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Thorazine® is the brand name for chlorpromazine, one of the first-generation antipsychotic drugs. Developed in the early 1950s, Thorazine was originally used for postoperative sedation, as well as the sedation of psychiatric patients. It wasn’t long, however, before its antipsychotic effects were recognized. It was the very first antipsychotic medication used to treat schizophrenia, and belongs to a class of neuroleptic medications known as phenothiazines.
One of the primary uses of Thorazine is the treatment schizophrenia. It is also used to treat manic episodes in individuals with bipolar disorder and serious behavioral problems in children. Thorazine is also used in the treatment of porphyria (a blood disorder), nausea and vomiting, severe cases of hiccups, and tetanus symptoms. It is also used at times as a sedative for individuals who are feeling anxious or restless prior to surgery.
Although the exact mechanisms of antipsychotic medications are not fully understood, Thorazine and similar medications help reduce agitation and psychotic symptoms by targeting dopamine receptors in the brain. Dopamine is one of many chemicals in the brain known as neurotransmitters. It is believed to play a major role in the manifestation of psychotic symptoms, such as hallucinations (e.g. hearing voices) and delusions (e.g. believing aliens are controlling one’s thoughts). The sedative effects of Thorazine help relieve agitation, anxiety, and behavior that is combative and aggressive.
Thorazine is usually taken in tablet or an oral liquid form when prescribed as an ongoing medication. Tablets are usually taken 2 to 4 times each day. The liquid form is a concentrate, so it must be diluted with another liquid or put in a semi-solid type of food, such as soup. Thorazine may also be administered via injection or intravenously.
Like all medications, it’s important to take Thorazine only as prescribed. Your doctor may initially prescribe a low dose and gradually increase it. It may take several weeks before the benefits are fully experienced. The medication should never be stopped suddenly; discontinuation of Thorazine should be done only under your doctor’s guidance.
As with all antipsychotic medications, Thorazine has the potential to cause a variety of side effects. While some side effects are mild, others can be very serious. Some of the more common side effects may include:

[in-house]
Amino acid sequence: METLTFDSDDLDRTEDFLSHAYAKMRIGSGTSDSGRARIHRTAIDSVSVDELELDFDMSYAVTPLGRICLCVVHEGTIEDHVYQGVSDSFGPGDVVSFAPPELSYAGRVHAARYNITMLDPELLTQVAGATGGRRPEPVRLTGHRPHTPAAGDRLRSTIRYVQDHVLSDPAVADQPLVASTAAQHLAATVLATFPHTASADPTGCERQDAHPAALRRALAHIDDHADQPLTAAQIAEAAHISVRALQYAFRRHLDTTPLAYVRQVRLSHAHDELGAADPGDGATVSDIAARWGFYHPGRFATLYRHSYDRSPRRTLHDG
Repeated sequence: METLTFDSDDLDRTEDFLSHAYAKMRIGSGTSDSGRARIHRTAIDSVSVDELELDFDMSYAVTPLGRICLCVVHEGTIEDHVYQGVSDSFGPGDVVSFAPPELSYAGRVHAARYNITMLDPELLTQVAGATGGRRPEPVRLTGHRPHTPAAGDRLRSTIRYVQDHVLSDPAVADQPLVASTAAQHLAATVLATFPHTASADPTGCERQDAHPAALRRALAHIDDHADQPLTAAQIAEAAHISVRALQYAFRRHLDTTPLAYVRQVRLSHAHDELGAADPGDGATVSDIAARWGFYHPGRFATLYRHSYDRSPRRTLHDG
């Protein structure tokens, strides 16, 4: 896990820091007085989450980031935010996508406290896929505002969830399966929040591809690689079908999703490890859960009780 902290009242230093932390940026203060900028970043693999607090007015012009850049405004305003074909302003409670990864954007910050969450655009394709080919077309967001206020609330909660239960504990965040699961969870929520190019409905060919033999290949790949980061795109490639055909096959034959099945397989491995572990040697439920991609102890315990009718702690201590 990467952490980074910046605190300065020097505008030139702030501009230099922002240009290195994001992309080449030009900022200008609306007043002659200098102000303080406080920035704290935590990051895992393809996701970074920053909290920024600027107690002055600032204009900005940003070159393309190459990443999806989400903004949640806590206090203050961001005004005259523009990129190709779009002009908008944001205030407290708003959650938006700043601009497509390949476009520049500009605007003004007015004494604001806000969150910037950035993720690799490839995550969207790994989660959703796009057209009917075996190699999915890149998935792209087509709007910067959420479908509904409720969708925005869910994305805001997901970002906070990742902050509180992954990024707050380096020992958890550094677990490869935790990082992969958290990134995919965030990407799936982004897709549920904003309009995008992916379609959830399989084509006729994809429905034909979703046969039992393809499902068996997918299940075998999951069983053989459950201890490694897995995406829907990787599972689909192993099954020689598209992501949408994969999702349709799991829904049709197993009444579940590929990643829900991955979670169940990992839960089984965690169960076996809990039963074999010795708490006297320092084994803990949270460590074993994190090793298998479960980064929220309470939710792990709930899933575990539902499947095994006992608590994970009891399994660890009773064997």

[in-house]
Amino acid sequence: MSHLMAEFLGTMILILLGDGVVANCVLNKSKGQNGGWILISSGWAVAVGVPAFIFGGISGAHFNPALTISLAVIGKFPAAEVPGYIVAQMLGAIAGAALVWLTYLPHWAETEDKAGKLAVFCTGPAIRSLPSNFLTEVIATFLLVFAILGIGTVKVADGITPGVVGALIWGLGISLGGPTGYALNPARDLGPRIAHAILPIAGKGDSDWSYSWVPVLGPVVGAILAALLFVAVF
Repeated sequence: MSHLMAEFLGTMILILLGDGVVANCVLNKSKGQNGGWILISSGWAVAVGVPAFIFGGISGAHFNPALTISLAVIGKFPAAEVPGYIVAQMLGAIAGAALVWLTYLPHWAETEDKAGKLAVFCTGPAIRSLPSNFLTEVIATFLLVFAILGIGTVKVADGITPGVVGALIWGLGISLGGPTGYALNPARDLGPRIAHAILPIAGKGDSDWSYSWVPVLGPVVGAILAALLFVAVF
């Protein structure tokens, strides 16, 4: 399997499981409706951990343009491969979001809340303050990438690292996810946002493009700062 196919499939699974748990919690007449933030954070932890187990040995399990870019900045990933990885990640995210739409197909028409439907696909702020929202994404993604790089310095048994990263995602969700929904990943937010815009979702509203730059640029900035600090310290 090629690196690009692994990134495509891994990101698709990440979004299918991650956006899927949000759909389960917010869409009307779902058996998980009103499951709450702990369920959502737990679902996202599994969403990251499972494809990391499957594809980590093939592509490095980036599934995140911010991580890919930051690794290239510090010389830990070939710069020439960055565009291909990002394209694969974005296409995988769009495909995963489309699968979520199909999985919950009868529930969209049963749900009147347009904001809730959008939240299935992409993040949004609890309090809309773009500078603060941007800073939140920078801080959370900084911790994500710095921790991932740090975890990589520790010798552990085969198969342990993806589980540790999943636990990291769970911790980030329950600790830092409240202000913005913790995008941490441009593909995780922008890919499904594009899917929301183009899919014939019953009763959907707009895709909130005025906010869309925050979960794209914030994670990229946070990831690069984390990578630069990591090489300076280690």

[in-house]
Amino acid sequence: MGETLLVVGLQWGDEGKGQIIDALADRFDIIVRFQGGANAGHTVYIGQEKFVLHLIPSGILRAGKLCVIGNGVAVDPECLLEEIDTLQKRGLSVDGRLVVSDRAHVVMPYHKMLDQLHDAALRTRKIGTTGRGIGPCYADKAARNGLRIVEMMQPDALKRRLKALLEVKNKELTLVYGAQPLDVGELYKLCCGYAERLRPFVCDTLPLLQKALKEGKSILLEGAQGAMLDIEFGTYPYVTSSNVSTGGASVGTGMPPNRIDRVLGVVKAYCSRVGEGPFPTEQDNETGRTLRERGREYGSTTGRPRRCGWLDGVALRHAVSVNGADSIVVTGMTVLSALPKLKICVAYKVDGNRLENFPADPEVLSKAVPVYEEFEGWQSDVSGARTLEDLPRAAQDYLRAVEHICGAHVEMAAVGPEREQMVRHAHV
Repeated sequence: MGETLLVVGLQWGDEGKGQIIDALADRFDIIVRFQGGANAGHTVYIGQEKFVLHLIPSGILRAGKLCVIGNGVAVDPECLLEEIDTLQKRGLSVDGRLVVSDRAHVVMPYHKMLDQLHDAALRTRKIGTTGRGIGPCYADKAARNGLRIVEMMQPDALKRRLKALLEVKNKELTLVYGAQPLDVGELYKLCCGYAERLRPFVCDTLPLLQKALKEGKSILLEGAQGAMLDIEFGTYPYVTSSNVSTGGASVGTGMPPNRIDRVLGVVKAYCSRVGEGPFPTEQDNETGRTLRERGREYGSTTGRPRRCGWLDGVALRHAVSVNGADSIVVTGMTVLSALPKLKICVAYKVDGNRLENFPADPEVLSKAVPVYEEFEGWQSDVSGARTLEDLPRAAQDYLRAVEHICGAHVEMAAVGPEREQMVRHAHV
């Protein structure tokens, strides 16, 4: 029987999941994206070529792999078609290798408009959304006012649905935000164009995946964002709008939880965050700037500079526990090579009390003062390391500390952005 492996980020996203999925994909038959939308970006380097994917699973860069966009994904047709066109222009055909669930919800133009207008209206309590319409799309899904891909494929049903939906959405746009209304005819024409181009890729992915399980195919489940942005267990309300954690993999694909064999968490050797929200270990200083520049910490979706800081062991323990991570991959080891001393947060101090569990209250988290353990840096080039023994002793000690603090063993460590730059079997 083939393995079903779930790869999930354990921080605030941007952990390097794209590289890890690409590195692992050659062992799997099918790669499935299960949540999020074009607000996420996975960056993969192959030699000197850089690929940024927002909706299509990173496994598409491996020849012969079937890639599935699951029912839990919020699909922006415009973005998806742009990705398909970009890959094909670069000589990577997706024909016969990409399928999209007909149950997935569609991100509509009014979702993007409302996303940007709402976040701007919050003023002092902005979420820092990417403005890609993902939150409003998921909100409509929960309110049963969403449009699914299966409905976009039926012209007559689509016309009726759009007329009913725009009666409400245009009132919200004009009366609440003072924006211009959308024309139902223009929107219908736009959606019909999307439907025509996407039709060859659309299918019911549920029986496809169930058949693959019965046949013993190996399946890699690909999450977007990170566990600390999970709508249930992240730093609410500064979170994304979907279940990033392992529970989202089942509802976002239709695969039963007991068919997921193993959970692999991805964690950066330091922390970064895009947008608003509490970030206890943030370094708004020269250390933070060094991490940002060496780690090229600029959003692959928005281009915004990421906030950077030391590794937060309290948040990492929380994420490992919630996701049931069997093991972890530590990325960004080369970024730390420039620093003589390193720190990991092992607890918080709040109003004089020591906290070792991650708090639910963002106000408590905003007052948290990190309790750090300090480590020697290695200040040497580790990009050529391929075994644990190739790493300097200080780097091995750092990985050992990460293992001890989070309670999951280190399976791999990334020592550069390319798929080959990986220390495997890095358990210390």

Tardive dyskinesia (TD) is one of the most challenging potential side effects of antipsychotic medications, such as Thorazine. It is more likely to occur when the mediation is taken for a long time. Tardive dyskinesia is a movement disorder. The symptoms are involuntary and may include lip smacking, grimacing, unusual movement of the jaw or tongue, and also odd movements of the arms, legs, and other parts of the body. In some cases, the symptoms of TD never go away once they appear.
Neuroleptic Malignant Syndrome (NMS)
One of the most serious and potentially deadly side effects of Thorazine is neuroleptic malignant syndrome. Symptoms may include altered mental status, sudden changes in blood pressure or heart rate, muscle stiffness, extremely high temperature, profuse sweating, and tremors.
Before taking Thorazine, be sure to talk to your doctor about any medical conditions you may have (including whether or not you are pregnant or nursing, or thinking about becoming pregnant), or any that you’ve had in the past. Also disclose any other medications you are taking as well.
Thorazine can be a very effective medication, particularly if you have been diagnosed with schizophrenia or have a history of manic episodes. However, there are many newer antipsychotic medications that may also be considered first. Ultimately, you may need to go through a period of trial and error to determine which medication most effectively treats your symptoms while giving you the fewest and / or most tolerable side effects.
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